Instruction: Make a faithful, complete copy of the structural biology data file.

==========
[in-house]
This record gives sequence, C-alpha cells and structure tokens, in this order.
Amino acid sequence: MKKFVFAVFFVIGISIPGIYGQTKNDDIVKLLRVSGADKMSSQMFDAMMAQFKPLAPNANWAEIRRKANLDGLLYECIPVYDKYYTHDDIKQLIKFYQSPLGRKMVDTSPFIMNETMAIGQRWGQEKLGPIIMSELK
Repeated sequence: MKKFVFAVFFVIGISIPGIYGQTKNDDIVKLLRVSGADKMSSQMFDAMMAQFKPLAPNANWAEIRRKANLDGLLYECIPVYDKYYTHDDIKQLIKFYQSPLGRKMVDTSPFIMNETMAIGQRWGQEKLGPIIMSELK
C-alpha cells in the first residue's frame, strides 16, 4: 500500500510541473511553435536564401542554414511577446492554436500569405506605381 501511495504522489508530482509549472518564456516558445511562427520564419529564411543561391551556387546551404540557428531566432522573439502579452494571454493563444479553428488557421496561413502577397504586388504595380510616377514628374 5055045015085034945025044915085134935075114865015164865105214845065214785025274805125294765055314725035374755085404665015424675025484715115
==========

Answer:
[in-house]
This record gives sequence, C-alpha cells and structure tokens, in this order.
Amino acid sequence: MKKFVFAVFFVIGISIPGIYGQTKNDDIVKLLRVSGADKMSSQMFDAMMAQFKPLAPNANWAEIRRKANLDGLLYECIPVYDKYYTHDDIKQLIKFYQSPLGRKMVDTSPFIMNETMAIGQRWGQEKLGPIIMSELK
Repeated sequence: MKKFVFAVFFVIGISIPGIYGQTKNDDIVKLLRVSGADKMSSQMFDAMMAQFKPLAPNANWAEIRRKANLDGLLYECIPVYDKYYTHDDIKQLIKFYQSPLGRKMVDTSPFIMNETMAIGQRWGQEKLGPIIMSELK
C-alpha cells in the first residue's frame, strides 16, 4: 500500500510541473511553435536564401542554414511577446492554436500569405506605381 501511495504522489508530482509549472518564456516558445511562427520564419529564411543561391551556387546551404540557428531566432522573439502579452494571454493563444479553428488557421496561413502577397504586388504595380510616377514628374 5055045015085034945025044915085134935075114865015164865105214845065214785025274805125294765055314725035374755085404665015424675025484715115